En el marc d'una pandèmia a escala mundial com la que representa la COVID-19 un dels majors dilemes bioètics que es plantegen és el de la gestió de determinats mitjans assistencials escassos, com ara els respiradors (ventilació mecànica assistida), ja que de l'accés als mateixos depenen les possibilitats de supervivència de nombrosos pacients en estat crític. El present treball pretén determinar els criteris per a la gestió d'aquests suports vitals en un context d'escassetat extrema dels mateixos per fer front a les necessitats de la totalitat dels pacients que els requereixen, analitzant la literatura comparada sobre el particular, així com diferents informes institucionals I d'organismes en l'esfera de la bioètica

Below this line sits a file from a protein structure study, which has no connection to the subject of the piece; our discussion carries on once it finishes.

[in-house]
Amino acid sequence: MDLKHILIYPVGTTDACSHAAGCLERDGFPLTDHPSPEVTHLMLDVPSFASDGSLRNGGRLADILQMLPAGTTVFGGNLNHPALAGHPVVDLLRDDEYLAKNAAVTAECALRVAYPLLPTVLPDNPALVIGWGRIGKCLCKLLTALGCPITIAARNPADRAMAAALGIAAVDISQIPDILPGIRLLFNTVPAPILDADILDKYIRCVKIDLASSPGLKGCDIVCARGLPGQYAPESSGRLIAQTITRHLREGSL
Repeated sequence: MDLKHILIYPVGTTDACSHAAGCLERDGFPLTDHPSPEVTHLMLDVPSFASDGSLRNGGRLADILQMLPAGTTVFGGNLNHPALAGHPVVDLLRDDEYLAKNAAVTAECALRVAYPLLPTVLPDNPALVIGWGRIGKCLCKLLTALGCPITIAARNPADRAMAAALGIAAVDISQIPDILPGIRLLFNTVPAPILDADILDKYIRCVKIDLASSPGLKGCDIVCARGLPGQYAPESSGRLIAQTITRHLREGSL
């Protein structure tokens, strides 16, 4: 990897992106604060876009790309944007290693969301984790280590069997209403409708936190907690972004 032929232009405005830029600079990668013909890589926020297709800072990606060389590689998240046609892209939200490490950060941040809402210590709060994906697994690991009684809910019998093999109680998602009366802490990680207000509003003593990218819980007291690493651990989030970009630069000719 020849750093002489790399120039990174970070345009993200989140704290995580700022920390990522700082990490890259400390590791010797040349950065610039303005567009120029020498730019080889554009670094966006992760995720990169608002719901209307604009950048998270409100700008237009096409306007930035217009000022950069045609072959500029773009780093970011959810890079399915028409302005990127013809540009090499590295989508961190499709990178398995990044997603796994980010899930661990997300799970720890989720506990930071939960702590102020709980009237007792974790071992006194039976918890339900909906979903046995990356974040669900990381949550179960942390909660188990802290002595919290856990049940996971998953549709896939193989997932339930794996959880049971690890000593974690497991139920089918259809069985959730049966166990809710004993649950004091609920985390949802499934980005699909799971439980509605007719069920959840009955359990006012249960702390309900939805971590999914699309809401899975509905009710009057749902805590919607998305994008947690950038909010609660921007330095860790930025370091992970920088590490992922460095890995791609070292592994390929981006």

Assuntos
Humanos , Sistemas de Manutenção da Vida/estatística & dados numéricos , Administração dos Cuidados ao Paciente , Infecções por Coronavirus/terapia , Pneumonia Viral/terapia , Pandemias , Triagem , Respiração Artificial , Ventiladores Mecânicos/provisão & distribução , Unidades de Terapia Intensiva/provisão & distribução
13.
Biomed Eng Online ; 19(1): 75, 2020 Oct 02.
Artigo em Inglês | MEDLINE | ID: mdl-33008462

RESUMO